Table of Contents Author Guidelines Submit a Manuscript
The Scientific World Journal
Volume 2012 (2012), Article ID 383174, 7 pages
Research Article

Neuronal Ceroid Lipofuscinosis in Border Collie Dogs in Japan: Clinical and Molecular Epidemiological Study (2000–2011)

1Laboratory of Clinical Pathology, Department of Veterinary Medicine, Kagoshima University, 1-21-24 Korimoto, Kagoshima, Kagoshima 890-0065, Japan
2Japan Border Collie Health Network, 1-14-8 Manabigaoka, Tarumi-ku, Hyogo, Kobe 655-0004, Japan
3Department of Veterinary Medicine, College of Bioresource Sciences, Nihon University, 1866 Kameino, Kanagawa, Fujisawa 252-0880, Japan
4Tamura Animal Clinic, 7-16 Yoshimien, Saeki-ku, Hiroshima, Hiroshima 731-5132, Japan
5Japan Animal Referral Medical Center, 2-5-8 Kuji, Takatsu-ku, Kanagawa, Kawasaki 213-0032, Japan
6Shinjo Animal Hospital, 104-1 Katsuragi, Nara, Katsuragi 639-2144, Japan
7Laboratory of Veterinary Surgery II, School of Veterinary Medicine, Azabu University, 1-17-71 Fuchinobe, Kanagawa, Sagamihara 229-8501, Japan
8Department of Veterinary Science, Nippon Veterinary and Life Science University, 1-7-1 Kyounan-chou, Tokyo, Musashino 180-8602, Japan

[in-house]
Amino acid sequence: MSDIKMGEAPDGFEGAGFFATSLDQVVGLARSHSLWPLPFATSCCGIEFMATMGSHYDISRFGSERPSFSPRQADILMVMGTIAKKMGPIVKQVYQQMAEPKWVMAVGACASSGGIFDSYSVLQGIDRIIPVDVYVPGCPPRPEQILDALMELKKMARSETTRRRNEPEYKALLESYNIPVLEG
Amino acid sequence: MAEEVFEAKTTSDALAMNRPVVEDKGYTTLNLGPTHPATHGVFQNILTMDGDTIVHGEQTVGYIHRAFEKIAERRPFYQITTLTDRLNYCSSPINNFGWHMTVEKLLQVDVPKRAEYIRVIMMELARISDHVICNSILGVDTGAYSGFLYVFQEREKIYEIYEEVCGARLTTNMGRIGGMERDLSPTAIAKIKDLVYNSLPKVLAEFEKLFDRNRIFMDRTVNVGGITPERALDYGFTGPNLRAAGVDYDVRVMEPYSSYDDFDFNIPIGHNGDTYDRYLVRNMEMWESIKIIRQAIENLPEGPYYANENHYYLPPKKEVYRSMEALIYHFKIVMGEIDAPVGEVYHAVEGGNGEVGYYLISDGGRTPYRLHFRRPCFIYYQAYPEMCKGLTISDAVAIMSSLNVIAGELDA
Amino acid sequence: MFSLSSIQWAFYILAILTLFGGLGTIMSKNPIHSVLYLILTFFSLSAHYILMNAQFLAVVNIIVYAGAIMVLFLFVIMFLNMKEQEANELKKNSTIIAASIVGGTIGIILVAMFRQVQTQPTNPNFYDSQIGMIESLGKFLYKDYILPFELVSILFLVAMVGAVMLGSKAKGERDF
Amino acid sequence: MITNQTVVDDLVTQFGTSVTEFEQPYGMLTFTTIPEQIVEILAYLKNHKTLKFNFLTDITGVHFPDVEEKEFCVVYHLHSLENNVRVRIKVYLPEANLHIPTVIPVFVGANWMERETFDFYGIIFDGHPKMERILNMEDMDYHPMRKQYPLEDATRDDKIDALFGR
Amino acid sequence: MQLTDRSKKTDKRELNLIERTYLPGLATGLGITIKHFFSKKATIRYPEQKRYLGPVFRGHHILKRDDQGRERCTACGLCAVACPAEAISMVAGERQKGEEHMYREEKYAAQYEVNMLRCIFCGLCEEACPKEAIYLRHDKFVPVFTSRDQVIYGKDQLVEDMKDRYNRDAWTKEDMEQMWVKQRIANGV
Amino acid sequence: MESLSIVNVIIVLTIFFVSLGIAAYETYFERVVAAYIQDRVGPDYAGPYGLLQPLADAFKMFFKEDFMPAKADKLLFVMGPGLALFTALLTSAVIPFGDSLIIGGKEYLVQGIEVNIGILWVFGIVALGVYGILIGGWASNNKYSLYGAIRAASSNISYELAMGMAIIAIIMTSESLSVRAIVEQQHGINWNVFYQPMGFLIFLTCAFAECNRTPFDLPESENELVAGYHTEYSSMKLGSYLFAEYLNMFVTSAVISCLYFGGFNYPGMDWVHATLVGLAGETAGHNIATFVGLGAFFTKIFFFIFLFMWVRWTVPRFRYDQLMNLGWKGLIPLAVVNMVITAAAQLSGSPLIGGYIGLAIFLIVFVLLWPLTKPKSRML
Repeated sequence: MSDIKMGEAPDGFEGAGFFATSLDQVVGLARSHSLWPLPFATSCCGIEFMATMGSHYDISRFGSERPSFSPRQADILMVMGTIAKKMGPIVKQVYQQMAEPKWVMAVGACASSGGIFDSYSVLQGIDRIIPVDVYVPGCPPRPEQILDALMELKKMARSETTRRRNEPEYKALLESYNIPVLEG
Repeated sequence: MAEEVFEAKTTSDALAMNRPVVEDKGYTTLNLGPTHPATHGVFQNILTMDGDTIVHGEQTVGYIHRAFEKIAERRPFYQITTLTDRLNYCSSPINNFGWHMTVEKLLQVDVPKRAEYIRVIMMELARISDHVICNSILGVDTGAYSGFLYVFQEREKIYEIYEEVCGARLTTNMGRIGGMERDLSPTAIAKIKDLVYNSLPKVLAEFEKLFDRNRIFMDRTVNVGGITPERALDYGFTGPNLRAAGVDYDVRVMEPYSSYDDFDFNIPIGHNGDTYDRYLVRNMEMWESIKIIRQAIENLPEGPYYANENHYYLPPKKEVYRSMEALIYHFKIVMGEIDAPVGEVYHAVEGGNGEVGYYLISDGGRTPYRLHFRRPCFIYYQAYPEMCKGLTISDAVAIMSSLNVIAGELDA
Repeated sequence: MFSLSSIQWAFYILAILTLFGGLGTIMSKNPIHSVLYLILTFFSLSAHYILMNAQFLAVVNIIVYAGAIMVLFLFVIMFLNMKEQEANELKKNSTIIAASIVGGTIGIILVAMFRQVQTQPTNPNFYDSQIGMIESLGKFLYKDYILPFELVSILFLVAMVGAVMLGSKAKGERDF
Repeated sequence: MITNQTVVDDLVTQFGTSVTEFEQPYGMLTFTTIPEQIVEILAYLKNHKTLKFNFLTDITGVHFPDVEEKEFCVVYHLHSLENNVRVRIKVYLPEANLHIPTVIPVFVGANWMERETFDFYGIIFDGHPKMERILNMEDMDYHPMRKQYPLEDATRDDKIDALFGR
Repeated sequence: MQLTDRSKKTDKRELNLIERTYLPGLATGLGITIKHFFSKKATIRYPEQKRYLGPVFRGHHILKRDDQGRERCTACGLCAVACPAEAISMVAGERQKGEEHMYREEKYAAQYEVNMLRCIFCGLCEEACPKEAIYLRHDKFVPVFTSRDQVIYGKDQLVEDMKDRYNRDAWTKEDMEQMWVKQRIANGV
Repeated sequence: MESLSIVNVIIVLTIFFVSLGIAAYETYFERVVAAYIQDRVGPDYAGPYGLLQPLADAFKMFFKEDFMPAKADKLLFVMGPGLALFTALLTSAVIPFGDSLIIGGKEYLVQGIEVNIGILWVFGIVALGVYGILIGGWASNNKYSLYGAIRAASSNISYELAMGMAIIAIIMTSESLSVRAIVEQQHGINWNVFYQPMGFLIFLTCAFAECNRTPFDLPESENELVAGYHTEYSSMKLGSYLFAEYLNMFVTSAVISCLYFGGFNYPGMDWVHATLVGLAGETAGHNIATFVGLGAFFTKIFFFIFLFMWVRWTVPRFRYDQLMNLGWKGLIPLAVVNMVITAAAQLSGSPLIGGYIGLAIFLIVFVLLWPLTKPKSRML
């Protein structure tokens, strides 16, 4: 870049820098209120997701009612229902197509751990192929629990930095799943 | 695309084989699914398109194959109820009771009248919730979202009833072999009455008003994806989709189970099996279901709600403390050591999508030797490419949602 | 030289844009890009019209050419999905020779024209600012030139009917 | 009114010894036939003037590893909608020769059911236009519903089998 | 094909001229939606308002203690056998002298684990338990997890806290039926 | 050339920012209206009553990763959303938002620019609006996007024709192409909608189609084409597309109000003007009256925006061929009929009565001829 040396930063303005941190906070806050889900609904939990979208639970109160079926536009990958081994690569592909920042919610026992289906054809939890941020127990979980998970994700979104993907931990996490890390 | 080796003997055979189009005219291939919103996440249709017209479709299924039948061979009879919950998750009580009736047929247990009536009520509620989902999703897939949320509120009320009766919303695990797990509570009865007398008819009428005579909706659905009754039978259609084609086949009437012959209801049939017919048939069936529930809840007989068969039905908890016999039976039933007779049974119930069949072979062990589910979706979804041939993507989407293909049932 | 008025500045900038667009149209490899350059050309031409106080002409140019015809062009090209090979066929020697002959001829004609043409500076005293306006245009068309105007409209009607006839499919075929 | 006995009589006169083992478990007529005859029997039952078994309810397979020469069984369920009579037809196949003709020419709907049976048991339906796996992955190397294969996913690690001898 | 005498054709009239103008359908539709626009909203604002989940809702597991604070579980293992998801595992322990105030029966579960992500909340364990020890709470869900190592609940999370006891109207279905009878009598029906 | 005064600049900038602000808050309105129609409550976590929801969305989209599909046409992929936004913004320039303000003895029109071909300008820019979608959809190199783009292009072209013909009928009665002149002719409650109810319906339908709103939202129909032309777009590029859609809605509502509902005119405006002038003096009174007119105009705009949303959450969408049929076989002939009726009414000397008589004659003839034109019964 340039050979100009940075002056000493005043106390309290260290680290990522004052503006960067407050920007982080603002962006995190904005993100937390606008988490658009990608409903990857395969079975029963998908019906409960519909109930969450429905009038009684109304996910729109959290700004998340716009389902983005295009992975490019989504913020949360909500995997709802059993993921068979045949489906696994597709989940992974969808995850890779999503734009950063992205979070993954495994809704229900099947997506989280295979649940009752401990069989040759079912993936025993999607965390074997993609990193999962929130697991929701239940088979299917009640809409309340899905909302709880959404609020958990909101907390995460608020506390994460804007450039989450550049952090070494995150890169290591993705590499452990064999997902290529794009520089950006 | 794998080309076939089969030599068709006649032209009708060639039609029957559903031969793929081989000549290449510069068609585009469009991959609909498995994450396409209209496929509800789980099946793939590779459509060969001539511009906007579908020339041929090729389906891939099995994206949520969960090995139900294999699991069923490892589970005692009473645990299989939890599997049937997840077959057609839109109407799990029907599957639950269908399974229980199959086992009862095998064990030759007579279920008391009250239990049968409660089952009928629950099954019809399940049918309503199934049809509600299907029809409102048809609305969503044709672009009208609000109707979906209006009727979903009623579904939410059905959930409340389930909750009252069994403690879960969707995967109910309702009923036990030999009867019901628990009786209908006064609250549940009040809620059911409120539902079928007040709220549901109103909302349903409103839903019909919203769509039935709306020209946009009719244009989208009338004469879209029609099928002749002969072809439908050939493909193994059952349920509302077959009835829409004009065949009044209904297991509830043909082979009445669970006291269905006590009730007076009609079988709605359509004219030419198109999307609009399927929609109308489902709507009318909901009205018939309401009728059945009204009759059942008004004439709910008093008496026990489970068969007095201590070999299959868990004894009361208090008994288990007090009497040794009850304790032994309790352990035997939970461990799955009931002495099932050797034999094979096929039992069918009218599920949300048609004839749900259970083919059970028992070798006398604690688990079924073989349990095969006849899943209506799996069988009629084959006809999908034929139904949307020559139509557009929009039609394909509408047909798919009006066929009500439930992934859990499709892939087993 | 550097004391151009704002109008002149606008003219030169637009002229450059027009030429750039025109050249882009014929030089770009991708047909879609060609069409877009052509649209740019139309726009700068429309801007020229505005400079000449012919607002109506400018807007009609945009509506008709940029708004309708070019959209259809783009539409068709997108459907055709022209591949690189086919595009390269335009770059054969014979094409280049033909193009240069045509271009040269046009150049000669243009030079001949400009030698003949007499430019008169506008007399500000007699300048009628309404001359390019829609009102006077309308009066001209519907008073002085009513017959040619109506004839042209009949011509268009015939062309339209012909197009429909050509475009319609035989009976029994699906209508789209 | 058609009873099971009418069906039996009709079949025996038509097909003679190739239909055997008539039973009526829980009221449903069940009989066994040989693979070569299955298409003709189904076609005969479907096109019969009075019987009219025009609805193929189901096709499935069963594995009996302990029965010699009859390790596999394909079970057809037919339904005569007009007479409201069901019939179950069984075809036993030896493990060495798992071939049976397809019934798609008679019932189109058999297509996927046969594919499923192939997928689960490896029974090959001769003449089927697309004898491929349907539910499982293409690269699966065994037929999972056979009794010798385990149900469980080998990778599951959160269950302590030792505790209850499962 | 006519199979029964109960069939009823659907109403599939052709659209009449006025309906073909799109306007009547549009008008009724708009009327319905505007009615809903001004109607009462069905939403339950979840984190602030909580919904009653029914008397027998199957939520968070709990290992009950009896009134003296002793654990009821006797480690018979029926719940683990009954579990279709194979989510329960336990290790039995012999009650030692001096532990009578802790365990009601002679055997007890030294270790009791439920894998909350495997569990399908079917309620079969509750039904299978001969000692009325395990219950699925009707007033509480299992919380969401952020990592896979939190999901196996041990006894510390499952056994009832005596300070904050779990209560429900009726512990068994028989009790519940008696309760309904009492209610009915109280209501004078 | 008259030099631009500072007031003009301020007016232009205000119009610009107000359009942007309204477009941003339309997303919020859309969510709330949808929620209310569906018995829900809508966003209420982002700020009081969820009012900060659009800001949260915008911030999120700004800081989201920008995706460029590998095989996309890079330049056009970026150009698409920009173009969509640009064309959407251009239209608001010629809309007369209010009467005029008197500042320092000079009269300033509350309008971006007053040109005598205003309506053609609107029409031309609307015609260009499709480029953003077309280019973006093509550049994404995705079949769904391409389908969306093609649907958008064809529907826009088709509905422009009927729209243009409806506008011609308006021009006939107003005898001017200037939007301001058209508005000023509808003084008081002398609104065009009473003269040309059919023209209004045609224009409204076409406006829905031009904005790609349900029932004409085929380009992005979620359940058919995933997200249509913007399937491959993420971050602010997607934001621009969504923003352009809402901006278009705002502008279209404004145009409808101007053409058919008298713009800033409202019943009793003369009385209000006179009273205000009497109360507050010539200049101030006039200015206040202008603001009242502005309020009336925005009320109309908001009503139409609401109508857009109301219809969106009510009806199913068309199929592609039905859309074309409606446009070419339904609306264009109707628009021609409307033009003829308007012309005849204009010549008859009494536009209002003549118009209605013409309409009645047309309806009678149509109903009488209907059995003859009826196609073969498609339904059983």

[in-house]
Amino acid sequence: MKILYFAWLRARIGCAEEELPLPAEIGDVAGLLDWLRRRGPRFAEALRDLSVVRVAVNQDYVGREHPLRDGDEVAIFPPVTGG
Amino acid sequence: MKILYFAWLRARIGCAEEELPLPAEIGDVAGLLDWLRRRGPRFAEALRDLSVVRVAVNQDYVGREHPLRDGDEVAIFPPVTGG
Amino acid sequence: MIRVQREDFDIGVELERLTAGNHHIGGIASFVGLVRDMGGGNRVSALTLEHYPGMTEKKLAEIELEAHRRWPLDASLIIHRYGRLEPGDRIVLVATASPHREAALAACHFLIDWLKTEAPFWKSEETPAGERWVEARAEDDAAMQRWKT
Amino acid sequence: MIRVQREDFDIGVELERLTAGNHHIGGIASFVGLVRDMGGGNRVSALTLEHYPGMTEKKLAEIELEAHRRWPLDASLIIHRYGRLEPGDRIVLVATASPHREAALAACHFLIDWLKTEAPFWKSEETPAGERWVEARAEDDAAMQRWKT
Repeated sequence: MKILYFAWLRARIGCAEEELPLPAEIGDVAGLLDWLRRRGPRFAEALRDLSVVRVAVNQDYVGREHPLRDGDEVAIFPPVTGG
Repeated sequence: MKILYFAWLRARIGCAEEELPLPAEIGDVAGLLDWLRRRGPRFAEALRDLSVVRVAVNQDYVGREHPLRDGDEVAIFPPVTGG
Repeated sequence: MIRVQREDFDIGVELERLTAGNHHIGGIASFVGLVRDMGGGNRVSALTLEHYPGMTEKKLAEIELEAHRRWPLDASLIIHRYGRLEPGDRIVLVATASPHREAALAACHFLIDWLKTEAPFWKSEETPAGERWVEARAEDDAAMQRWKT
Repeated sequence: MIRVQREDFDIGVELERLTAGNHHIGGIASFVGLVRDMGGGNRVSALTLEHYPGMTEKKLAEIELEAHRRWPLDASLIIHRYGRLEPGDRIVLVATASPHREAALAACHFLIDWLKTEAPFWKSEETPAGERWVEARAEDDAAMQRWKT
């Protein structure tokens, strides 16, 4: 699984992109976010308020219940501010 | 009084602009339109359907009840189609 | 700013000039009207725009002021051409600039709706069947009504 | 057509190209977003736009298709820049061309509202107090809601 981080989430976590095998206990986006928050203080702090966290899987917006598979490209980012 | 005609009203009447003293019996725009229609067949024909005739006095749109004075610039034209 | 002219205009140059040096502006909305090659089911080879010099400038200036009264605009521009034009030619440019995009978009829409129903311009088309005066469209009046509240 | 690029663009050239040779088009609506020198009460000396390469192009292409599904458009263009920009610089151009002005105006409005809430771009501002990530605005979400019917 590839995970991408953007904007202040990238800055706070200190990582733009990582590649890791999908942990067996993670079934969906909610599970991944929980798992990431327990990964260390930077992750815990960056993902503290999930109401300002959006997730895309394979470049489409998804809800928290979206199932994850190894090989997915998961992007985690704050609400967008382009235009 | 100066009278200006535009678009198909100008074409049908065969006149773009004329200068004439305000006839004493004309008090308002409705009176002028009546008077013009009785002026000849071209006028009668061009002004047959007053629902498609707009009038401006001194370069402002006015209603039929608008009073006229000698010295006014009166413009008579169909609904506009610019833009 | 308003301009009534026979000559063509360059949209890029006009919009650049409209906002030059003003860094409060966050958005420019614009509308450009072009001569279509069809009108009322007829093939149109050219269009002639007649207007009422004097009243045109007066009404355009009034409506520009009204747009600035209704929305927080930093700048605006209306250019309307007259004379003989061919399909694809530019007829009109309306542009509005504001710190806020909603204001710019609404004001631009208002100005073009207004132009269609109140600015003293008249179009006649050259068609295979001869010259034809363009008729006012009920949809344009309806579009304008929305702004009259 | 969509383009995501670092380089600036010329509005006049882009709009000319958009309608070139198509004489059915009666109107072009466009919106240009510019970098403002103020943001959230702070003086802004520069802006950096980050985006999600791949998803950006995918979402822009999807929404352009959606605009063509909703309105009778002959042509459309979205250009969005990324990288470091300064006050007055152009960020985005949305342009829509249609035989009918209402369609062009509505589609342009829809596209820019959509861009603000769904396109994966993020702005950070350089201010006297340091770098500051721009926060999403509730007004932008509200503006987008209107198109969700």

9Department of Veterinary Clinical Pathobiology, Graduate School of Agricultural and Life Sciences, The University of Tokyo, 1-1-1 Yayoi, Tokyo, Bunkyo-ku 113-8657, Japan
10Sato Animal Hospital, 6-38-20 Goinishi, Chiba, Ichihara 290-0038, Japan

Received 12 April 2012; Accepted 3 May 2012

Academic Editors: M. F. Landoni and E. J. Thompson

Copyright © 2012 Keijiro Mizukami et al. This is an open access article distributed under the Creative Commons Attribution License, which permits unrestricted use, distribution, and reproduction in any medium, provided the original work is properly cited.


Neuronal ceroid lipofuscinosis (NCL) is an inherited, neurodegenerative lysosomal disease that causes premature death. The present study describes the clinical and molecular epidemiologic findings of NCL in Border Collies in Japan for 12 years, between 2000 and 2011. The number of affected dogs was surveyed, and their clinical characteristics were analyzed. In 4 kennels with affected dogs, the dogs were genotyped. The genetic relationships of all affected dogs and carriers identified were analyzed. The survey revealed 27 affected dogs, but there was a decreasing trend at the end of the study period. The clinical characteristics of these affected dogs were updated in detail. The genotyping survey demonstrated a high mutant allele frequency in examined kennels (34.8%). The pedigree analysis demonstrated that all affected dogs and carriers in Japan are related to some presumptive carriers imported from Oceania and having a common ancestor. The current high prevalence in Japan might be due to an overuse of these carriers by breeders without any knowledge of the disease. For NCL control and prevention, it is necessary to examine all breeding dogs, especially in kennels with a high prevalence. Such endeavors will reduce NCL prevalence and may already be contributing to the recent decreasing trend in Japan.